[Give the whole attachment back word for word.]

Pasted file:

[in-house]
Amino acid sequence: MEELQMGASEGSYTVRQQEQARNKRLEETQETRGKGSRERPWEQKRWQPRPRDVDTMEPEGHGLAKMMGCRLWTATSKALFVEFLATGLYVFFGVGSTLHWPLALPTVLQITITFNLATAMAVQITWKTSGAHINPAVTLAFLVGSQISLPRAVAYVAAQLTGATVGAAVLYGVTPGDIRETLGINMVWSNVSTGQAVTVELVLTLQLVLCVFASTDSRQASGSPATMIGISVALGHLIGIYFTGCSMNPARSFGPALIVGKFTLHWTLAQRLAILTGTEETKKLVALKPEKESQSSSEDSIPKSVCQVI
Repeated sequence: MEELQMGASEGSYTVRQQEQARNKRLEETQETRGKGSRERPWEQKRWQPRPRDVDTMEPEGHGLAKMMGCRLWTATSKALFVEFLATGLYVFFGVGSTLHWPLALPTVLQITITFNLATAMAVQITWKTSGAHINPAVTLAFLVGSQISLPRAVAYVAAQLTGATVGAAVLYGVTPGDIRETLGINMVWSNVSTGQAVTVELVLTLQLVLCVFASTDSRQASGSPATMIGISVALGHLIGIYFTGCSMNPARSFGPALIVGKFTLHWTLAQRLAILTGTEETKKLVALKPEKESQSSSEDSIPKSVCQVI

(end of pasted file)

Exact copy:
[in-house]
Amino acid sequence: MEELQMGASEGSYTVRQQEQARNKRLEETQETRGKGSRERPWEQKRWQPRPRDVDTMEPEGHGLAKMMGCRLWTATSKALFVEFLATGLYVFFGVGSTLHWPLALPTVLQITITFNLATAMAVQITWKTSGAHINPAVTLAFLVGSQISLPRAVAYVAAQLTGATVGAAVLYGVTPGDIRETLGINMVWSNVSTGQAVTVELVLTLQLVLCVFASTDSRQASGSPATMIGISVALGHLIGIYFTGCSMNPARSFGPALIVGKFTLHWTLAQRLAILTGTEETKKLVALKPEKESQSSSEDSIPKSVCQVI
Repeated sequence: MEELQMGASEGSYTVRQQEQARNKRLEETQETRGKGSRERPWEQKRWQPRPRDVDTMEPEGHGLAKMMGCRLWTATSKALFVEFLATGLYVFFGVGSTLHWPLALPTVLQITITFNLATAMAVQITWKTSGAHINPAVTLAFLVGSQISLPRAVAYVAAQLTGATVGAAVLYGVTPGDIRETLGINMVWSNVSTGQAVTVELVLTLQLVLCVFASTDSRQASGSPATMIGISVALGHLIGIYFTGCSMNPARSFGPALIVGKFTLHWTLAQRLAILTGTEETKKLVALKPEKESQSSSEDSIPKSVCQVI